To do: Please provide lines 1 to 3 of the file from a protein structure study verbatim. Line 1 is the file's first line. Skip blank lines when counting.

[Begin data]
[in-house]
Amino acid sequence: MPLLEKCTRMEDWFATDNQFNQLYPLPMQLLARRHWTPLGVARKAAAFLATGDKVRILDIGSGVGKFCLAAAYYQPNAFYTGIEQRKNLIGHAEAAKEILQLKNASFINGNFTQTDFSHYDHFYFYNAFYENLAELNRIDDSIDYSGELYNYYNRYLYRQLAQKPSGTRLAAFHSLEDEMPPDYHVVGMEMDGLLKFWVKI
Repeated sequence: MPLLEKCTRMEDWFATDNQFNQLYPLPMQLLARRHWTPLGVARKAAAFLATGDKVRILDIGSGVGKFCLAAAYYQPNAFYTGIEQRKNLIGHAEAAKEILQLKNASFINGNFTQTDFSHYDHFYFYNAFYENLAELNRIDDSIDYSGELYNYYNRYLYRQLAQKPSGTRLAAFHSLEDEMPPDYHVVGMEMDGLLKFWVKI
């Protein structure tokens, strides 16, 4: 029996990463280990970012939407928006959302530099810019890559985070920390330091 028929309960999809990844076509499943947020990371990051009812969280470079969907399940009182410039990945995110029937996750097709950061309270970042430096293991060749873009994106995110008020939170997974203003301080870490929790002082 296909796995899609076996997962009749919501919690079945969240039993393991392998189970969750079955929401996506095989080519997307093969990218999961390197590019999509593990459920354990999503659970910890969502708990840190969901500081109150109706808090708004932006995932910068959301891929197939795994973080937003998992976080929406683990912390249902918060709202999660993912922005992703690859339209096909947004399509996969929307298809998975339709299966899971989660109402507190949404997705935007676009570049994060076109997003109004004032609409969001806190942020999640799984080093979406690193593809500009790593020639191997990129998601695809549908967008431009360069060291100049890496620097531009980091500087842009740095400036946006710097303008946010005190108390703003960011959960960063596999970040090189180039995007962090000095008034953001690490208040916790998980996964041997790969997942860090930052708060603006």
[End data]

[in-house]
Amino acid sequence: MPLLEKCTRMEDWFATDNQFNQLYPLPMQLLARRHWTPLGVARKAAAFLATGDKVRILDIGSGVGKFCLAAAYYQPNAFYTGIEQRKNLIGHAEAAKEILQLKNASFINGNFTQTDFSHYDHFYFYNAFYENLAELNRIDDSIDYSGELYNYYNRYLYRQLAQKPSGTRLAAFHSLEDEMPPDYHVVGMEMDGLLKFWVKI
Repeated sequence: MPLLEKCTRMEDWFATDNQFNQLYPLPMQLLARRHWTPLGVARKAAAFLATGDKVRILDIGSGVGKFCLAAAYYQPNAFYTGIEQRKNLIGHAEAAKEILQLKNASFINGNFTQTDFSHYDHFYFYNAFYENLAELNRIDDSIDYSGELYNYYNRYLYRQLAQKPSGTRLAAFHSLEDEMPPDYHVVGMEMDGLLKFWVKI